Long-Term Optimism Boosting Skilled Bed Prices Despite Low Occupancy

Investment in skilled nursing facilities hasn’t slowed down despite persistent dark clouds surrounding the industry’s outlook.

One of the overarching themes this past conference season — including at the summits held by the American Health Care Association (AHCA) and the National Investment Center for Seniors Housing & Care (NIC) — is that there’s an ongoing influx of capital into the long-term health care space, as demographic trends and new payment models tantalize flush investors.

“The aging demographic discussion has been talked about for decades, and you have that expectation built in,” Bill Kauffman, senior principal at NIC, said during his firm’s annual expo in Chicago last month. “But you also have higher acuity — higher cash flow per bed if higher acuity is coming into these properties. I think there’s a lot there to think about, and it’s a multitude of factors for sure.”


But that trend is happening while Kauffman’s employer calculates quarter after quarter of record-low occupancy rates, which most recently fell to 81.7% in the second quarter of this year.

Despite the seeming discrepancy, several mergers-and-acquisitions experts say that there are perfectly valid reasons for why cash keeps flowing into an industry that, at least by the measure of heads in beds, appears to be struggling.

“You have a lot of new capital coming into the space that doesn’t fully appreciate — and therefore doesn’t fully underwrite the risks — in this industry,” Isaac Dole, founder and CEO of the Chicago-based investment firm Birchwood Healthcare Partners, told Skilled Nursing News. “So while census is declining, price per bed could be increasing.”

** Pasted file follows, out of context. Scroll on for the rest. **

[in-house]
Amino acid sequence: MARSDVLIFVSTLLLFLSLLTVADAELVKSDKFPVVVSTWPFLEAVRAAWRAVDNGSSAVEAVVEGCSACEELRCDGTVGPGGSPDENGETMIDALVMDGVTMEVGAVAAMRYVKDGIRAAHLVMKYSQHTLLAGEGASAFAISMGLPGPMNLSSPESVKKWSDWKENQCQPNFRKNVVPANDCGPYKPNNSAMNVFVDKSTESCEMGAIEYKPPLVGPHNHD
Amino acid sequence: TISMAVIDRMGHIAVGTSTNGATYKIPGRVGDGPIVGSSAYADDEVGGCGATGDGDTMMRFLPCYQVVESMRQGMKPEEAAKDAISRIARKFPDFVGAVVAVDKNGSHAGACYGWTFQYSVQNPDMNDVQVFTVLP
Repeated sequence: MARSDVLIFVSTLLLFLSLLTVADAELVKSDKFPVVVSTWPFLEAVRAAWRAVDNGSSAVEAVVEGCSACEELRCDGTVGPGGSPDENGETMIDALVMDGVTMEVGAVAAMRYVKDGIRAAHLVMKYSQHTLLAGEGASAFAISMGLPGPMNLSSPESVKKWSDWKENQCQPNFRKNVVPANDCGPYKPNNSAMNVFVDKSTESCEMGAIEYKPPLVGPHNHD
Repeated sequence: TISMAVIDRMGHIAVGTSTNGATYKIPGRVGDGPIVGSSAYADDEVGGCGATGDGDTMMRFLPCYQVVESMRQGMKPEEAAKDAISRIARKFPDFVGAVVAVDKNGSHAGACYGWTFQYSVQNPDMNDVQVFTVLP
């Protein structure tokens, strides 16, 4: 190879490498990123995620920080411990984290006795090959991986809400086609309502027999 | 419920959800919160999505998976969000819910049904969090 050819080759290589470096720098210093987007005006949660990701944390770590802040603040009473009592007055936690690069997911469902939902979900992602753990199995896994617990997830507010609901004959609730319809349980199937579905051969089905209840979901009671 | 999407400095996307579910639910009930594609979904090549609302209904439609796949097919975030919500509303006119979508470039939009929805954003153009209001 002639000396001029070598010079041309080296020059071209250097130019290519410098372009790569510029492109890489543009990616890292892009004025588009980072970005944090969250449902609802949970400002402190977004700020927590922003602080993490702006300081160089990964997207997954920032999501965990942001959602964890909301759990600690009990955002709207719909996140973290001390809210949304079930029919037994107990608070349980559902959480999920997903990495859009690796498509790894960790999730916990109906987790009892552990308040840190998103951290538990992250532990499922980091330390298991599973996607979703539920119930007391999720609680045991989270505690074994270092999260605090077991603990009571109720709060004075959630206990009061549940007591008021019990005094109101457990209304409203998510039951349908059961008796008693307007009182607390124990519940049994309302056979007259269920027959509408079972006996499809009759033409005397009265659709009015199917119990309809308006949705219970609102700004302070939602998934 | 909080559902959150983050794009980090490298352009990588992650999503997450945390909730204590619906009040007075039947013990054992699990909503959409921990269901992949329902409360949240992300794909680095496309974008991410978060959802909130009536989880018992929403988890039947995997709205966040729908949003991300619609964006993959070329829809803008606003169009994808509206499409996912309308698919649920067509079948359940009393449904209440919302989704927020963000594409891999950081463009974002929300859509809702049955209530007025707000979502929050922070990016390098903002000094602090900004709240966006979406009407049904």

Another panelist at the NIC conference, Charles Bissell of JLL Valuation & Advisory Services, hinted at investors’ lack of intimate knowledge of the skilled nursing space as well, saying that the banks his firm works with don’t want to hear that per-bed prices are too high given the anticipated wave of baby boom demand.

“It’s our job as appraisers, as valuation consultants, to determine what a willing buyer would pay for the asset, and if the buyers are ignoring the fundamentals and pricing aggressively — if they’re effectively betting on the future cash flows, betting on cap rate compression — it’s our job to reflect that in a valuation,” Bissell said.

Bradley Schopp, managing director at appraisal firm Integra Realty Resources, agreed with that assessment.

“I do think in good areas, for good properties, people will overpay for those things just for what’s going to happen in the future,” Schopp told Skilled Nursing News. “They’re going to factor that in. I think we’ve seen some skilled nursing transactions, people paying prices that seem high, and I think it has a lot to do with just the availability of capital that’s out there.”

Schopp’s team typically tries to rely on firm data when pegging the price of a skilled nursing facility for its clients: banks that retain Integra to assign an impartial value on the properties they’re about to lend millions of dollars against.

Accessing available reimbursement information is crucial when determining the appropriate price for a building, he said, with the best appraisers realizing that in certain states, dollars could go up or down depending on census, political changes, and other factors; in other words, buyers can’t assume a favorable Medicaid rate will trend nicely upwards along with inflation.

“People will say it’s an art, and we’re just going to put a number on it, but no — it’s very scientific,” Schopp said.